I'm reading a book on network programming with Go. One of the chapters deals with the /etc/services file. Something I noticed while exploring this file is that certain popular entries like HTTP and SSH, both of which use TCP at the transport layer, have a second entry for UDP. For example on Ubuntu 14.04:

ubuntu@vm1:~$ grep ssh /etc/services  
ssh             22/tcp         # SSH Remote Login Protocol 
ssh             22/udp

ubuntu@vm1:~$ grep http /etc/services  
http            80/tcp          www             # WorldWideWeb HTTP            
http            80/udp                          # HyperText Transfer Protocol

Anyone know why these have two entries? I don't believe SSH or HTTP ever use UDP (confirmed by this question for SSH).

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    22/udp was removed in Debian in 2016. IANA still lists 22/udp and lists both udp and tcp for most protocols that are only usually implemented on either one of them. Could just be that it means 22 is reserved for ssh in case somebody wants to implement ssh over udp some day? – Stéphane Chazelas Sep 25 '19 at 20:58
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    See also section 7.1 of rfc6335 – Stéphane Chazelas Sep 25 '19 at 21:03

Basically, it's because that was the tradition from way back when port numbers started being assigned through until approximately 2011. See, for example, §7.1 “Past Principles” of RFC 6335:

TCP and UDP ports were simultaneously assigned when either was requested

It's possible they will be un-allocated someday, of course, as ports 1023 and below are the "system ports", treated specially by most operating systems, and most of that range is currently assigned.

And, by the way, HTTP/3 runs over UDP. Though it can use any UDP port, not just 80/443. So really those are still unused.

As far as Debian is concerned, its /etc/services already had 22/udp in 1.0 (buzz 1996).

It was however removed in this commit in 2016, first released in version 5.4 of the netbase package.

As of writing, the latest stable version of Debian (buster) has 5.6. And the latest Ubuntu LTS (18.04, bionic) netbase package is based on Debian netbase 5.4 and you can see its changelog also mentions the removal of udp/22.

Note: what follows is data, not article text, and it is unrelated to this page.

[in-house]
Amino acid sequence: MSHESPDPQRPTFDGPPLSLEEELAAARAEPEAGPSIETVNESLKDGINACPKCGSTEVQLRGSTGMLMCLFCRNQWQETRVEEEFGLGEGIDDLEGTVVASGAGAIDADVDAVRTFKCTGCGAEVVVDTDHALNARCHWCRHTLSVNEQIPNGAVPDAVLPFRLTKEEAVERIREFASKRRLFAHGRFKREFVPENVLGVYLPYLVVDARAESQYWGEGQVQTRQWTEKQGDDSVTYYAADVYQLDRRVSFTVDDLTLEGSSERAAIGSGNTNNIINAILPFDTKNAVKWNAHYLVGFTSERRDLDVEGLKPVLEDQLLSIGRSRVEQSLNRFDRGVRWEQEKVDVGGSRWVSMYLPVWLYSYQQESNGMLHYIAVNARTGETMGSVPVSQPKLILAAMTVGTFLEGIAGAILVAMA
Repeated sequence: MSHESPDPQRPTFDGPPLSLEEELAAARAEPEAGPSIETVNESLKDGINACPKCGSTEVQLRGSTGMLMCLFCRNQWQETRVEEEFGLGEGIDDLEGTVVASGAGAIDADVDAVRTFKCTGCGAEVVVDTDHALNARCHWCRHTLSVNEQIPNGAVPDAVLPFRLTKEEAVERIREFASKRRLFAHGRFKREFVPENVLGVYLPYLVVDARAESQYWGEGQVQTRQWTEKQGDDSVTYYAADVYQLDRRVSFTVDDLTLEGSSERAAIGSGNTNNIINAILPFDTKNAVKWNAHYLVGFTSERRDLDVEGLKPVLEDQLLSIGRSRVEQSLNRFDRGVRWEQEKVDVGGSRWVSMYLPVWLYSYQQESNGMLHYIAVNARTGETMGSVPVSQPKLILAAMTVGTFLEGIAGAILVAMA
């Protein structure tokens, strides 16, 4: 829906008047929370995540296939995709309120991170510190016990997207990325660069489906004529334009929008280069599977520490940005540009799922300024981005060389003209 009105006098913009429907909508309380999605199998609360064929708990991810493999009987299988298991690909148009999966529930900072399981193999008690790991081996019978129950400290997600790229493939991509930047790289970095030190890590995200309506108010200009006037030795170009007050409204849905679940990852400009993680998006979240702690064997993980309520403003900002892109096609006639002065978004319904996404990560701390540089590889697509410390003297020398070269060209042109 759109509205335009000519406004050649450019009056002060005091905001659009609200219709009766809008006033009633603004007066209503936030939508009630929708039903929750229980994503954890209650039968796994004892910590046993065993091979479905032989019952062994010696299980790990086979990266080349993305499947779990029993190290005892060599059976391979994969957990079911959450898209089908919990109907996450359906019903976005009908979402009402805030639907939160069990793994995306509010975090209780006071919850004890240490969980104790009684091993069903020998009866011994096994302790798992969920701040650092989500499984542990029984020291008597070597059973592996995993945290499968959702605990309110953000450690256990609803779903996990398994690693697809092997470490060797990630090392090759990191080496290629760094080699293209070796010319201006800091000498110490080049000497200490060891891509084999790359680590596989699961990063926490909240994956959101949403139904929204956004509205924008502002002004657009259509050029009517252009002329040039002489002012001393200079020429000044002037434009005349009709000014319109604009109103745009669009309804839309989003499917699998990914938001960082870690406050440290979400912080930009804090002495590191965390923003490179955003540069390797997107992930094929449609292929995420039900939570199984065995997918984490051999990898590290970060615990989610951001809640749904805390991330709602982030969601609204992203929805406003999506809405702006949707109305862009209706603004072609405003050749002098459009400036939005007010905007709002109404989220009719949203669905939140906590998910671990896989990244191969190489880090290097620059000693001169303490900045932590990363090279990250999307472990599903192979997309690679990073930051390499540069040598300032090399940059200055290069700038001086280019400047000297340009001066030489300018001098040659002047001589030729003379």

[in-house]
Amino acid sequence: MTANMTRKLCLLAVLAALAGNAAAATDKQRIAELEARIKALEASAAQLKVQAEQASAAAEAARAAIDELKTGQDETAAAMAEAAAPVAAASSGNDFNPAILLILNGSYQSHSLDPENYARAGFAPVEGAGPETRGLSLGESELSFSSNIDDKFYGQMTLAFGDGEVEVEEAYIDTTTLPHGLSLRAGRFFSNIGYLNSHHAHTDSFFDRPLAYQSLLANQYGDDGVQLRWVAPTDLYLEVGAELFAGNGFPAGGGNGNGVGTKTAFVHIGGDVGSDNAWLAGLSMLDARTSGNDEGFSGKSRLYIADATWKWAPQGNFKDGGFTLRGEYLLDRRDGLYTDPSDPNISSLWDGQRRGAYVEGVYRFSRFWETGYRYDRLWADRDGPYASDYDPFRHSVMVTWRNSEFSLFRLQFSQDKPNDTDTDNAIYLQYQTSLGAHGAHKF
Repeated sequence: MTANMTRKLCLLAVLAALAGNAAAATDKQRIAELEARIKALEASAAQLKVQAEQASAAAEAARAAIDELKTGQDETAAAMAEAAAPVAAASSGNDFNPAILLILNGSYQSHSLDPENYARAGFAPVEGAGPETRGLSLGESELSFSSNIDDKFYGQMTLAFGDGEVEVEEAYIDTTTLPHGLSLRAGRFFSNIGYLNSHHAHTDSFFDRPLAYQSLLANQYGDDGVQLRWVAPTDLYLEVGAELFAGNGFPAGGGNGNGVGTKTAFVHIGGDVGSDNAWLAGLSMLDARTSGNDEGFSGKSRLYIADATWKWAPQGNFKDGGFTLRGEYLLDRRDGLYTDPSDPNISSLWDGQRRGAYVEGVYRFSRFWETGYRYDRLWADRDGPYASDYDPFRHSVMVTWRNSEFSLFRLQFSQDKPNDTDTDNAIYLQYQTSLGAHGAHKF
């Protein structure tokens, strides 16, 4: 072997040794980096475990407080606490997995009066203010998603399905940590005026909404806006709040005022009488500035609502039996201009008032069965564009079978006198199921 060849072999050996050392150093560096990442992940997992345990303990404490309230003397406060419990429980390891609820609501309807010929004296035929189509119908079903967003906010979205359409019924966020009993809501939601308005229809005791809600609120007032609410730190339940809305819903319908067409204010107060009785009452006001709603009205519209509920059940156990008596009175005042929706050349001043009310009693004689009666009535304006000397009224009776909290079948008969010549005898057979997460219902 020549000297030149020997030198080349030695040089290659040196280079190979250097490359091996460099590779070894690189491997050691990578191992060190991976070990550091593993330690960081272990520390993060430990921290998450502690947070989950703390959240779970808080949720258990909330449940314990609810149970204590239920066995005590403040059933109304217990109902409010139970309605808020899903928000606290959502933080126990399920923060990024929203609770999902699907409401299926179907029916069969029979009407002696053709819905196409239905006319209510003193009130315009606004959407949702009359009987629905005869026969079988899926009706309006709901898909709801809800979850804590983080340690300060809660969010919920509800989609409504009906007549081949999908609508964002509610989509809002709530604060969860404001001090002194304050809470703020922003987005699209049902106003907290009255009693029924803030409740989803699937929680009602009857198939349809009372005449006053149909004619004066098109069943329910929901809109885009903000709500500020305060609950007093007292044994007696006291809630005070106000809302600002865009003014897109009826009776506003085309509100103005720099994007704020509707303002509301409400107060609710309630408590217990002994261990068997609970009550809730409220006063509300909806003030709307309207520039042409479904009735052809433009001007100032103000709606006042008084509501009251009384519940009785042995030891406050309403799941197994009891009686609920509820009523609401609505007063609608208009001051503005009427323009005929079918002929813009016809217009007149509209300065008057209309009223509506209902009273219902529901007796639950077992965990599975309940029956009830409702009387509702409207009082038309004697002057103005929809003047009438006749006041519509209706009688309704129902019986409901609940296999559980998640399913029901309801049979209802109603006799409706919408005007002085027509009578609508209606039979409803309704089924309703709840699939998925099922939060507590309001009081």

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    @SergiyKolodyazhnyy I'd think not, as this practice predates firewalls. – derobert Sep 25 '19 at 23:31
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    @TobySpeight That's not just Linux, that's part of the relevant standards. See, e.g., §6 of that RFC. Though the IANA also registers higher ports, they're a different classification (and that matters in practice because of how OSs, not just Linux, treat them). I'll clarify that a bit. Also, 0 isn't a valid port. It's used by the sockets API as a wildcard (to tell the kernel to pick a port for you). – derobert Sep 26 '19 at 7:38
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    "0 isn't a valid port" is questionable. It's certainly not a usable port on our OS (which is why I called it out specifically, and why it's currently reserved, and unlikely to be assigned to anything), but it's not special at the protocol level. – Toby Speight Sep 26 '19 at 7:52
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    @derobert: Your argument is that port 0 is unusable on Unix machines because port 0 means "pick a free port". I'm saying that the argument is wrong. The conclusion does not follow logically from the premise. – MSalters Sep 26 '19 at 15:08
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    Though it can use any UDP port, not just 80/443 That's essentially true of any protocol TCP/UDP protocol, these are just the default ports associated with each. Most applications that use TCP and UDP don't provide a way to specify non-default ports, but HTTP allows them to be specified in URLs so it's more feasible to vary the port. – Barmar Sep 26 '19 at 21:39

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